In some ways, the world seems divided in two: our classical world, where objects have well-defined locations, and the quantum realm, where particles seem to be everywhere at once. University of Vienna physicists designed an experiment to traverse these worlds with a change in temperature.
Using a laser, Anton Zeilinger, Markus Arndt, and their team heated giant carbon molecules to more than 5,000 degrees Fahrenheit in an airless environment. Above that temperature the molecules acted in a classical way. But as the temperature dropped, they switched into a wavelike state in which their location could be described only in the statistical terms of quantum physics—they no longer seemed to be in any one place. This transition may depend not on temperature but on the particle’s relationship to its surroundings. When the carbon molecule was hot, it emitted radiation that interacted with nearby walls, giving it a definite location. When cooled, the molecule stopped radiating and became an isolated quantum-style object.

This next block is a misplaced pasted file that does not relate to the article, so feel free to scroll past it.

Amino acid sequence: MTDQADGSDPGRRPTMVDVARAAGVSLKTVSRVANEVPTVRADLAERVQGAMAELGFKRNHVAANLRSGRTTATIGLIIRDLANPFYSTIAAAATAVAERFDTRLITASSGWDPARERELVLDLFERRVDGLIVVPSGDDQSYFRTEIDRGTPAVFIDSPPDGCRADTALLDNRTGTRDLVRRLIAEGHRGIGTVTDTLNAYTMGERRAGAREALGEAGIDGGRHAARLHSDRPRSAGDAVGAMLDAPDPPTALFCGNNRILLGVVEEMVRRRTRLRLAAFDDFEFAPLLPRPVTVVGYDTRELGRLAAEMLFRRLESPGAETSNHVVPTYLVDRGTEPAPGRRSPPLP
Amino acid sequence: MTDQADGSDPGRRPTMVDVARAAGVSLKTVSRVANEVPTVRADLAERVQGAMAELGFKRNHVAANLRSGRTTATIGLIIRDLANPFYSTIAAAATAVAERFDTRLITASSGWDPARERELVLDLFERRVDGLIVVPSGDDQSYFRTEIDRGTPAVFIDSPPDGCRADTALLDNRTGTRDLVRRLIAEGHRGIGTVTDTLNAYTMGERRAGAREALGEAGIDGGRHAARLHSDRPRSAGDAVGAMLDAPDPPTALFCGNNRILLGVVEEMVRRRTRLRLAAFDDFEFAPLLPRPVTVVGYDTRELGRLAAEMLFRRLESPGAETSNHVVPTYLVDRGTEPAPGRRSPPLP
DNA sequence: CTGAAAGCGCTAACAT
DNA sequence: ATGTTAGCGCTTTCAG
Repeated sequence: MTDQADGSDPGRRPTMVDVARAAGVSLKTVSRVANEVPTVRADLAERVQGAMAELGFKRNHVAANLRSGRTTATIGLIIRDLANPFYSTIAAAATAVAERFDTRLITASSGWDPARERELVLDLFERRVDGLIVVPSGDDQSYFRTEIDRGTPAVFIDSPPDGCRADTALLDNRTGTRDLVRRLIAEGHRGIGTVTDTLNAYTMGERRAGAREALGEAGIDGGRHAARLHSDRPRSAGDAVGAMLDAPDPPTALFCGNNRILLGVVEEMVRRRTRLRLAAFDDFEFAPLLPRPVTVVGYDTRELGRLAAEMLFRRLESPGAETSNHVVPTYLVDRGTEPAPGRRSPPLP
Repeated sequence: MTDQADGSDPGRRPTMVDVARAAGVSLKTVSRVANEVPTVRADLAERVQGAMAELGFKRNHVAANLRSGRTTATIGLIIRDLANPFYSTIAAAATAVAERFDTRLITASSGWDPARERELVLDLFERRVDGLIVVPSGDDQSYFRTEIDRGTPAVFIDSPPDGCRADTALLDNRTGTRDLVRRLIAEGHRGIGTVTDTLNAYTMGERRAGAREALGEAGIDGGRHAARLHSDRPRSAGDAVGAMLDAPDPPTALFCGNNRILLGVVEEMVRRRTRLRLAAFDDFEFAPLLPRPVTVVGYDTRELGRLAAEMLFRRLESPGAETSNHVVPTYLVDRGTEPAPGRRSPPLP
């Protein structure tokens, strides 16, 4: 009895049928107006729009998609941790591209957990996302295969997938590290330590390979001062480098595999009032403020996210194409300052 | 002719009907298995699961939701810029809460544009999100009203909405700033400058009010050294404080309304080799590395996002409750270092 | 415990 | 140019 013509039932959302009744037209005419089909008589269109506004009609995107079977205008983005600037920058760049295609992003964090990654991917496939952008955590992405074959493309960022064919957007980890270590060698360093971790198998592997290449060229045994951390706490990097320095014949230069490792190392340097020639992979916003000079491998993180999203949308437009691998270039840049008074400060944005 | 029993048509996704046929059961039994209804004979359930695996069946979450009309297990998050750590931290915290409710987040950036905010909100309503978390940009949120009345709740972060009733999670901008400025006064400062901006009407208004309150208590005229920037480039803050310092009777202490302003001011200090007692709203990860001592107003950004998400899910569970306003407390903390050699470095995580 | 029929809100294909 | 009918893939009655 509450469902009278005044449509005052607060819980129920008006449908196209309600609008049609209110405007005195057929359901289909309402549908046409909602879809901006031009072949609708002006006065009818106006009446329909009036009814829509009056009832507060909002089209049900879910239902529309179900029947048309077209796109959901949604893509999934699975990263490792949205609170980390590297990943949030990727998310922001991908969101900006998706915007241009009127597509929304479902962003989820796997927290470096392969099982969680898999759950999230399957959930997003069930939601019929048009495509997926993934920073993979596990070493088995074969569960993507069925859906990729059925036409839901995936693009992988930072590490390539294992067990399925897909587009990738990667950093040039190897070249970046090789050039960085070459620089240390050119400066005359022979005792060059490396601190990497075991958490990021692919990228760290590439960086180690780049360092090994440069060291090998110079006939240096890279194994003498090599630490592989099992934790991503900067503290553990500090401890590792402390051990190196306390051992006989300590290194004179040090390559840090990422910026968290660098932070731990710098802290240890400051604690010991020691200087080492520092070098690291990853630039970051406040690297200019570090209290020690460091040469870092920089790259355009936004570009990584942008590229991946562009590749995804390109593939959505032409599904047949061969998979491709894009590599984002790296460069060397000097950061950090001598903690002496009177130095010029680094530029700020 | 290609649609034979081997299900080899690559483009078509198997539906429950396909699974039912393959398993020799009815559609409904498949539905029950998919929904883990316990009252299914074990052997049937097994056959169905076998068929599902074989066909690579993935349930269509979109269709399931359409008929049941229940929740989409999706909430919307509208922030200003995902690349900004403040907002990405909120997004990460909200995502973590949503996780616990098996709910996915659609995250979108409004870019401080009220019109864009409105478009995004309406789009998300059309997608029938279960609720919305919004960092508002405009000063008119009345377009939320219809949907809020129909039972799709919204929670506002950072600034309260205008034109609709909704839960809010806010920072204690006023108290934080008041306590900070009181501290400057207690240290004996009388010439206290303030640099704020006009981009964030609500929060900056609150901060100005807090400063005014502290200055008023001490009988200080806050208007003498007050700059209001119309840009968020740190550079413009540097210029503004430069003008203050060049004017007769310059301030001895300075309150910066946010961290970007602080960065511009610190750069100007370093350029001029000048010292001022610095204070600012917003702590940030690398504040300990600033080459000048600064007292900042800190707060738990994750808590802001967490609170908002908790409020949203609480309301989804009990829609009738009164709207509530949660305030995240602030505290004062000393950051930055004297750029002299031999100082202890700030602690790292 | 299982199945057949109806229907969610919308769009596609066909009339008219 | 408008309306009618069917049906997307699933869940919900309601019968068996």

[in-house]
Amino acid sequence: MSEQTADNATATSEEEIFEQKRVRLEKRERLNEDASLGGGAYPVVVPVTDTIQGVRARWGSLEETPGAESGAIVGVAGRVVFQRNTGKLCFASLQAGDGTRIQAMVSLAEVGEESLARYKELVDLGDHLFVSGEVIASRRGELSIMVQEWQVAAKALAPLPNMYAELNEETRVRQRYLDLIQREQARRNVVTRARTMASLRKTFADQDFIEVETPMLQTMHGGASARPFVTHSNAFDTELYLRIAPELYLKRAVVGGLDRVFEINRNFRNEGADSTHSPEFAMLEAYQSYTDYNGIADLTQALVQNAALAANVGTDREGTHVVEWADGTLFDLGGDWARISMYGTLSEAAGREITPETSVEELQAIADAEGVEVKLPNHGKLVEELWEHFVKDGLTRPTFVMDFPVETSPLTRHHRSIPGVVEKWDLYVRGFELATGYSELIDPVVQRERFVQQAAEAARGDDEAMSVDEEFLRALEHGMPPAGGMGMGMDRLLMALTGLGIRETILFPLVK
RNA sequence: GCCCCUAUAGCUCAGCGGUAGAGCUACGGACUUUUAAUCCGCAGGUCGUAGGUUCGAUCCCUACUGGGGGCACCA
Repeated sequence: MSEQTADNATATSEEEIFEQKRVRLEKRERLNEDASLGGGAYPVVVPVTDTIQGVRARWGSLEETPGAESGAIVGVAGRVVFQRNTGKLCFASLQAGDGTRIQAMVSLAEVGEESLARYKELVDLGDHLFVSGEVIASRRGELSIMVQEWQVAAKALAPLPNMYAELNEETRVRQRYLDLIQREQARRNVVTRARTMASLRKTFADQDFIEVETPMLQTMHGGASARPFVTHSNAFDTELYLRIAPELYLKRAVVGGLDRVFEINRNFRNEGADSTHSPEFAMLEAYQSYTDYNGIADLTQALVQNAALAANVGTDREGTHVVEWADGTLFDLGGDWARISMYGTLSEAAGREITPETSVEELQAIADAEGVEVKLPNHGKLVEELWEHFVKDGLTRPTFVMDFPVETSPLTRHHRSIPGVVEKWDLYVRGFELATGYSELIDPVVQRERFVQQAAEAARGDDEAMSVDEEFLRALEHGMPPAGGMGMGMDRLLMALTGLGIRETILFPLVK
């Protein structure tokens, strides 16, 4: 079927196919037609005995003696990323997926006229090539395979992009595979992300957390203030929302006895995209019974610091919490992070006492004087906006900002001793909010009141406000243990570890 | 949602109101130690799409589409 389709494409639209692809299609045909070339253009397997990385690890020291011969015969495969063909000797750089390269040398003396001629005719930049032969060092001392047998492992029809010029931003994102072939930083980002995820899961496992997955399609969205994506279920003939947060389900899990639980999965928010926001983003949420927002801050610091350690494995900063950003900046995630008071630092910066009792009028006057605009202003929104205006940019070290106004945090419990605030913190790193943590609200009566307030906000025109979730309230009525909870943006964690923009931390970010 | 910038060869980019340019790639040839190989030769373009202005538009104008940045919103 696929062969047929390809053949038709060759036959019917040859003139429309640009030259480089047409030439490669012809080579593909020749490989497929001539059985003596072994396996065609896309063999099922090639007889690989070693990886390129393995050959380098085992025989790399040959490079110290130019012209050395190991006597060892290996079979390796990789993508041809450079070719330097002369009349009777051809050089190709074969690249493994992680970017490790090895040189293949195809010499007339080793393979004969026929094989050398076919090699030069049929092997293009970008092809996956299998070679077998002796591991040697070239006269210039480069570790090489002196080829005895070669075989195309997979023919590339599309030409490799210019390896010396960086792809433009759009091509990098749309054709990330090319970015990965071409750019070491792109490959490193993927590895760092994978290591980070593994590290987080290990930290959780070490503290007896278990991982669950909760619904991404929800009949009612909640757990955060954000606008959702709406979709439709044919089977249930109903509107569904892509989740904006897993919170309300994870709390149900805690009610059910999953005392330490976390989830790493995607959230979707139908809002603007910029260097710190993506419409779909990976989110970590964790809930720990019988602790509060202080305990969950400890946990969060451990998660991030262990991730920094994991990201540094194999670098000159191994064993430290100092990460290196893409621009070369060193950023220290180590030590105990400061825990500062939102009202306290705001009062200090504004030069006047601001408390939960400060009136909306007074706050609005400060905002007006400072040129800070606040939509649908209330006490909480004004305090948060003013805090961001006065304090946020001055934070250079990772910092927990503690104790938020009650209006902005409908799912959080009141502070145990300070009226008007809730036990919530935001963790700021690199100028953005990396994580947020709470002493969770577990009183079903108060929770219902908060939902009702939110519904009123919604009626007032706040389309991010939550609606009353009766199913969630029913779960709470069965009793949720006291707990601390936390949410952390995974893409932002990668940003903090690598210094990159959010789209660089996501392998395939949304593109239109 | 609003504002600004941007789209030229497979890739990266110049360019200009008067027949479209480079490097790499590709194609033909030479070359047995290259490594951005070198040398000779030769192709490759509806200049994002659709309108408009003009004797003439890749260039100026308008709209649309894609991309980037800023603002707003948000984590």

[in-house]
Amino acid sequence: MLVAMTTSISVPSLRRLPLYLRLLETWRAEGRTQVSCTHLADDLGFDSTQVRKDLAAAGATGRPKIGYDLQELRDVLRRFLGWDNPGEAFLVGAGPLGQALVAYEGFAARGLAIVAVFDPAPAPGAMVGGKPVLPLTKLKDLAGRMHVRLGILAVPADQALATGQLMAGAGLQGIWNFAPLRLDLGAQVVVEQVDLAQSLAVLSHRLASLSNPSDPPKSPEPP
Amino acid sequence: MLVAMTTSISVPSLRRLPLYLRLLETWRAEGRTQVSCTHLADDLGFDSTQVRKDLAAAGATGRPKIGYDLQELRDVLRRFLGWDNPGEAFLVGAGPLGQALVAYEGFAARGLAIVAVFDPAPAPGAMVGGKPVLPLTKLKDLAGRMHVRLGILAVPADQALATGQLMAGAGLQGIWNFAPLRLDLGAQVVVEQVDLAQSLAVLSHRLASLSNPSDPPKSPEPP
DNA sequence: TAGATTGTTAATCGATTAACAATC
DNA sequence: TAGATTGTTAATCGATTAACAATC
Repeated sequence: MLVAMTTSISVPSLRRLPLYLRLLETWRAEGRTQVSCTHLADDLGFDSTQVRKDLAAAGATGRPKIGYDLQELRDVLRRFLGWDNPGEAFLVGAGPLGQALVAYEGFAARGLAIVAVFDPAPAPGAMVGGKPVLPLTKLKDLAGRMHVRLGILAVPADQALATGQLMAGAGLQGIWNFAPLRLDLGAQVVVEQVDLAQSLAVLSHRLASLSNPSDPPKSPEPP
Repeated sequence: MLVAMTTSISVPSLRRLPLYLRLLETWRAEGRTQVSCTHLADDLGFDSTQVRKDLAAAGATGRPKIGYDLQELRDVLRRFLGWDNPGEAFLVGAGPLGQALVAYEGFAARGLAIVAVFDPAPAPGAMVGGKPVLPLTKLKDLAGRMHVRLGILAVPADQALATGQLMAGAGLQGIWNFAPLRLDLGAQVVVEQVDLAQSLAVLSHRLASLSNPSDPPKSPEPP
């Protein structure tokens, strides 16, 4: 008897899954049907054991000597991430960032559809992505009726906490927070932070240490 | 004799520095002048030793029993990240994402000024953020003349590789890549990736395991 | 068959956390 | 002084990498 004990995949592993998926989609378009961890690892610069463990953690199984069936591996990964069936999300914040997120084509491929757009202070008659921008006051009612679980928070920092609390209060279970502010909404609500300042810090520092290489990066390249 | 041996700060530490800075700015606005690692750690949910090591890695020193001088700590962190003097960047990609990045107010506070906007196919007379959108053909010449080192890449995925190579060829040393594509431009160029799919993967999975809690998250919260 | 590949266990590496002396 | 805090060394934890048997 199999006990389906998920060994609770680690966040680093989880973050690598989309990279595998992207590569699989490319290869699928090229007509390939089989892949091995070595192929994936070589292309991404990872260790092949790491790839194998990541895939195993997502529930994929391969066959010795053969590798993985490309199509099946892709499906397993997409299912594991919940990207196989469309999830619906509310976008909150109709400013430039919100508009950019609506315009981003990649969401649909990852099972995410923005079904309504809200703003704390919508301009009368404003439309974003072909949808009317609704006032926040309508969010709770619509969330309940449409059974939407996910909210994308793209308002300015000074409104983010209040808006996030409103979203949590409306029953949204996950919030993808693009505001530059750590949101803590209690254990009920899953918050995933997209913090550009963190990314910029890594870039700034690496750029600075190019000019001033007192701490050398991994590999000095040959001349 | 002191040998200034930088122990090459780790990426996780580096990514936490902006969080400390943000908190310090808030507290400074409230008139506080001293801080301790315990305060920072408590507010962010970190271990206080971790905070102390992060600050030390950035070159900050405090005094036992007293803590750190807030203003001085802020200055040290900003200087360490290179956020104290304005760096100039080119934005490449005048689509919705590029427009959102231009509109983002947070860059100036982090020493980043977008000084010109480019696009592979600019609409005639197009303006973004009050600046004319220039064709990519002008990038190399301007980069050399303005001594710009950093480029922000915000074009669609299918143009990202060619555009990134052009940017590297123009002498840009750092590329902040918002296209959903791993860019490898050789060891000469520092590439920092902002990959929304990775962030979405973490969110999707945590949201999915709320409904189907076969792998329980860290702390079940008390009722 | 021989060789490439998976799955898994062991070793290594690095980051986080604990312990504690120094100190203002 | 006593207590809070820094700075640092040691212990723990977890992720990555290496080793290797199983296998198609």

The transition from quantum to classical, called decoherence, has never before been demonstrated by using heat. The work could have a big payoff. Researchers worldwide are attempting to control decoherence to build a quantum computer that, if perfected, could lead to unbreakable encryption and ultrafast information processing.